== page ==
• 1 lb. mixed wild mushrooms (such as shiitake, maitake, and/or oyster), woody stems removed
  • 1 lb. chicory (such as radicchio, escarole, and/or frisée), leaves torn into 3″ pieces
  • 4 large eggs

Finely grate half of the Parmesan into a large bowl. Add shallot, vinegar, honey, and 5 Tbsp. oil and whisk well; season dressing with salt and pepper.

Cook bacon in a large skillet over medium-high heat, stirring occasionally, until brown and beginning to crisp, about 5 minutes. Add rosemary and cook, turning once, until crisp, about 2 minutes. Using a slotted spoon, transfer bacon and rosemary to paper towels.

Add remaining 2 Tbsp. oil to skillet and heat over medium-high. Arrange mushrooms in pan in a single layer and cook, undisturbed, until golden brown underneath, about 3 minutes. Season with salt and pepper, toss, and continue to cook, tossing often, until golden brown all over, about 5 minutes. Transfer to bowl with dressing, but don’t toss. Strip rosemary leaves off stems into bowl and add chicory.

Meanwhile, bring a large pot of water to a boil. Reduce heat so water is at a bare simmer. Crack an egg into a small bowl; gently slide egg into water. Quickly repeat with remaining eggs. Poach, rotating eggs gently with a large slotted spoon, until whites are set but yolks are still runny, about 3 minutes. Using spoon, transfer eggs to paper towels. Season with salt and pepper.

Toss salad to coat leaves; season with salt and divide among plates. Shave remaining Parmesan over and top with bacon and poached eggs.

From Epicurious.com, https://www.epicurious.com/recipes/food/views/chicory-bacon-and-poached-egg-salad

Winter CSA Share – #10

Welcome to the 10th, and final, share of the Pitchfork & Crow 2020/2021 Winter CSA!  Here’s what’s in the share this week:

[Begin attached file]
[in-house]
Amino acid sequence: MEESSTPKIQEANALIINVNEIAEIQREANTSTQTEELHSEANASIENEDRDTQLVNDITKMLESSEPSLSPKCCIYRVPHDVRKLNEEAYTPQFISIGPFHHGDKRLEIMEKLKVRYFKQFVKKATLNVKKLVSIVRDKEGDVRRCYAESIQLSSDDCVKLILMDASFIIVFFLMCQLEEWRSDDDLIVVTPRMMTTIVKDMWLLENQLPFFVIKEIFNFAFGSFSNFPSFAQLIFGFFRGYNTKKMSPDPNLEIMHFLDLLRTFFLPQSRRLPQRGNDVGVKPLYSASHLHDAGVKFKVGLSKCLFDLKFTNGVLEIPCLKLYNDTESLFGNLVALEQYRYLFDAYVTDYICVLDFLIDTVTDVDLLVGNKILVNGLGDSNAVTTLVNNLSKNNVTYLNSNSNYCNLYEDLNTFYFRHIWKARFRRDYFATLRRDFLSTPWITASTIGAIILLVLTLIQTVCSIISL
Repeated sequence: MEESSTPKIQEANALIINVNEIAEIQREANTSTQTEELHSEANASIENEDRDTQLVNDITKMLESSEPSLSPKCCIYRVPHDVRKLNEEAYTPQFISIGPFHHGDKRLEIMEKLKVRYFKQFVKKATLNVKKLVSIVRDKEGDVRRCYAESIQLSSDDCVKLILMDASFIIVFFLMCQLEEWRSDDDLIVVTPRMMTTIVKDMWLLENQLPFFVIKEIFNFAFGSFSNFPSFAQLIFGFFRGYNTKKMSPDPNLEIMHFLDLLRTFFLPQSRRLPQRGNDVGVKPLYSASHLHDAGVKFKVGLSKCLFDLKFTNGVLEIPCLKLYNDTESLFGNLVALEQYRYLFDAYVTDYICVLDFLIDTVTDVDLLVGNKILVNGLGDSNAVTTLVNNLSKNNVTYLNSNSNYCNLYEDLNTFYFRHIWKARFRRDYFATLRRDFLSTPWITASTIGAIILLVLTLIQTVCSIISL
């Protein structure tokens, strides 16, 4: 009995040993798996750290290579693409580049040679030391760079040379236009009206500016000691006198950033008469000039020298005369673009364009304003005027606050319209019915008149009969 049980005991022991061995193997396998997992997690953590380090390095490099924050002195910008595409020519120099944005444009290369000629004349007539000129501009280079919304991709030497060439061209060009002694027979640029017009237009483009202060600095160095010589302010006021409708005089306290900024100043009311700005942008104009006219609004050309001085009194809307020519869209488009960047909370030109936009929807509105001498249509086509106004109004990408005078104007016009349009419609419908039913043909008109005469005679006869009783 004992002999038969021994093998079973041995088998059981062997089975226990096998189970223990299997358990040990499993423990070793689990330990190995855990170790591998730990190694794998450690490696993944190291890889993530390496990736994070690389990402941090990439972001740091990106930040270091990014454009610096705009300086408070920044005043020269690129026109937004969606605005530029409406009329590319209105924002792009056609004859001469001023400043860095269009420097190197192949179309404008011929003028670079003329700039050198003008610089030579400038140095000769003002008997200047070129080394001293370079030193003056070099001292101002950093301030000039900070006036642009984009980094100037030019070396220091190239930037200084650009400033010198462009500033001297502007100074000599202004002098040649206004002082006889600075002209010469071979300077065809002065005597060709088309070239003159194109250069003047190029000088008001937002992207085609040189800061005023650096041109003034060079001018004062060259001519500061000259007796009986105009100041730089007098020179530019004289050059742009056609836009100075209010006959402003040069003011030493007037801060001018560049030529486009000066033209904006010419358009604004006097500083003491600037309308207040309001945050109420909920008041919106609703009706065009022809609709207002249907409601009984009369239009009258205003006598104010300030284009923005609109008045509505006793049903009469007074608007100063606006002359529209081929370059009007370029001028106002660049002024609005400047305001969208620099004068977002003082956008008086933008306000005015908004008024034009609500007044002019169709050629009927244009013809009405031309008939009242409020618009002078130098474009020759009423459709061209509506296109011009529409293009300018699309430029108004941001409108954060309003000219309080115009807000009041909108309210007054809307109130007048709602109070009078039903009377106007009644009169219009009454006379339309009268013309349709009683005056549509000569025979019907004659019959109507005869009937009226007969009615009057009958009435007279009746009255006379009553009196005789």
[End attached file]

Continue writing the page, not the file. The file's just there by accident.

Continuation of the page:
• Rainbow Chard
  • Purple Sprouting Broccoli – a seasonal treat, this PSB was planted back in August! Like broccoli heads you can eat the stems and leaves too.
  • Cauliflower – We know we’re sending you home with a lot of cauliflower. It’s a chance to break out all the cauliflower recipes!
  • Spinach
  • Radishes
  • Parsnips and Carrots – Roasted and mashed parsnips are delicious, but also don’t forget about parsnip cake! Also, we had just enough extra carrots to toss in a few into each bag of parsnips.
  • Rutabaga
  • Banana Fingerling Potatoes
  • Bunching Onions
  • Yellow Onions
  • Wolverine’s Orca Dry Beans – Dry beans are a labor of love at our scale and we’ve chosen to only grow this one variety. They’re a tasty, plump bean and we hope you enjoy them.
  • Dried Cherry Tomatoes – A taste of last year’s summer sunshine!
  • Tetsukabuto Winter Squash – The last winter squash standing!
  • Dried Apples – We had a sad apple crop this year but we’ve made up for it by buying in some apples. These are non-organic apples grown in Washington and purchased from the the Four Seasons produce market just up the road from the farm. We did all the slicing and drying here at the farm.

Welcome to the last share of the Winter CSA season! This week seemed so far away when we began the season back in mid-December. 10 winter-vegetable-filled shares later here we are wrapping up another CSA season. We hope you’ve enjoyed the past five months of local, seasonal eating and are looking forward to continuing to eat with the seasons. Whether you’ve decided to join us for the Summer CSA, are looking forward to harvesting from your own garden, or are hoping to support other farms at your local farmers market, there are plenty of options for delicious local and seasonal produce available.